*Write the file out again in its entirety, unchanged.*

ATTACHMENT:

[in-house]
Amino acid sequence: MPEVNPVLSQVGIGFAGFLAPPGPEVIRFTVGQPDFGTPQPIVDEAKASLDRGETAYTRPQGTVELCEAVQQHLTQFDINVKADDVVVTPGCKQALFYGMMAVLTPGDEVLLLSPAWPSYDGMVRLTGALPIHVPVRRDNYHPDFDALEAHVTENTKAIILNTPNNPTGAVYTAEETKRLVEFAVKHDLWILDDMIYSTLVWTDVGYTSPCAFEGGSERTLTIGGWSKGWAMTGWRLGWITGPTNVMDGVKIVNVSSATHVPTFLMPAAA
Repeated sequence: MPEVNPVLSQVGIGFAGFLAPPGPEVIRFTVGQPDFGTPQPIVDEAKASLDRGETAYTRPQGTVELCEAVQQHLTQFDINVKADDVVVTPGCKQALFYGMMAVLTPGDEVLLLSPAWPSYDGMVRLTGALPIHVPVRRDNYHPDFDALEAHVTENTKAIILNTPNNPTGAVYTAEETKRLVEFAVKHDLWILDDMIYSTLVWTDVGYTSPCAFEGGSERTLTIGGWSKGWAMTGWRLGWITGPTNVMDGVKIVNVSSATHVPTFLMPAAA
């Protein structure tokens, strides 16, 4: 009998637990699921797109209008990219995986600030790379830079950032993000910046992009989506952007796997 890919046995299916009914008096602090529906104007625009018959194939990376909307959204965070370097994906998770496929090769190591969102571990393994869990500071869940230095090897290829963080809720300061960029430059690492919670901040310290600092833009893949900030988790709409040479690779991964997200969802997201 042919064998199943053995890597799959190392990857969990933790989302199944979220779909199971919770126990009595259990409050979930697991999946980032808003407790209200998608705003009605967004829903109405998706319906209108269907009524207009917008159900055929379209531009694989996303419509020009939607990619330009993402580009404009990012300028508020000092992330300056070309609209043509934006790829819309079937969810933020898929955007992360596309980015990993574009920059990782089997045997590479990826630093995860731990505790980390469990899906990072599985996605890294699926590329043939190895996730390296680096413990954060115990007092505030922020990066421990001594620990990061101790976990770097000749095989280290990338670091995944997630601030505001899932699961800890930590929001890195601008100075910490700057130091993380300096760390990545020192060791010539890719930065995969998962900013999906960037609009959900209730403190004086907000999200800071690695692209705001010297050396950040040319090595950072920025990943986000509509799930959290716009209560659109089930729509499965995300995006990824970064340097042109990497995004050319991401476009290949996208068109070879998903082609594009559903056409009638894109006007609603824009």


[in-house]
Amino acid sequence: MPEVNPVLSQVGIGFAGFLAPPGPEVIRFTVGQPDFGTPQPIVDEAKASLDRGETAYTRPQGTVELCEAVQQHLTQFDINVKADDVVVTPGCKQALFYGMMAVLTPGDEVLLLSPAWPSYDGMVRLTGALPIHVPVRRDNYHPDFDALEAHVTENTKAIILNTPNNPTGAVYTAEETKRLVEFAVKHDLWILDDMIYSTLVWTDVGYTSPCAFEGGSERTLTIGGWSKGWAMTGWRLGWITGPTNVMDGVKIVNVSSATHVPTFLMPAAA
Repeated sequence: MPEVNPVLSQVGIGFAGFLAPPGPEVIRFTVGQPDFGTPQPIVDEAKASLDRGETAYTRPQGTVELCEAVQQHLTQFDINVKADDVVVTPGCKQALFYGMMAVLTPGDEVLLLSPAWPSYDGMVRLTGALPIHVPVRRDNYHPDFDALEAHVTENTKAIILNTPNNPTGAVYTAEETKRLVEFAVKHDLWILDDMIYSTLVWTDVGYTSPCAFEGGSERTLTIGGWSKGWAMTGWRLGWITGPTNVMDGVKIVNVSSATHVPTFLMPAAA
């Protein structure tokens, strides 16, 4: 009998637990699921797109209008990219995986600030790379830079950032993000910046992009989506952007796997 890919046995299916009914008096602090529906104007625009018959194939990376909307959204965070370097994906998770496929090769190591969102571990393994869990500071869940230095090897290829963080809720300061960029430059690492919670901040310290600092833009893949900030988790709409040479690779991964997200969802997201 042919064998199943053995890597799959190392990857969990933790989302199944979220779909199971919770126990009595259990409050979930697991999946980032808003407790209200998608705003009605967004829903109405998706319906209108269907009524207009917008159900055929379209531009694989996303419509020009939607990619330009993402580009404009990012300028508020000092992330300056070309609209043509934006790829819309079937969810933020898929955007992360596309980015990993574009920059990782089997045997590479990826630093995860731990505790980390469990899906990072599985996605890294699926590329043939190895996730390296680096413990954060115990007092505030922020990066421990001594620990990061101790976990770097000749095989280290990338670091995944997630601030505001899932699961800890930590929001890195601008100075910490700057130091993380300096760390990545020192060791010539890719930065995969998962900013999906960037609009959900209730403190004086907000999200800071690695692209705001010297050396950040040319090595950072920025990943986000509509799930959290716009209560659109089930729509499965995300995006990824970064340097042109990497995004050319991401476009290949996208068109070879998903082609594009559903056409009638894109006007609603824009």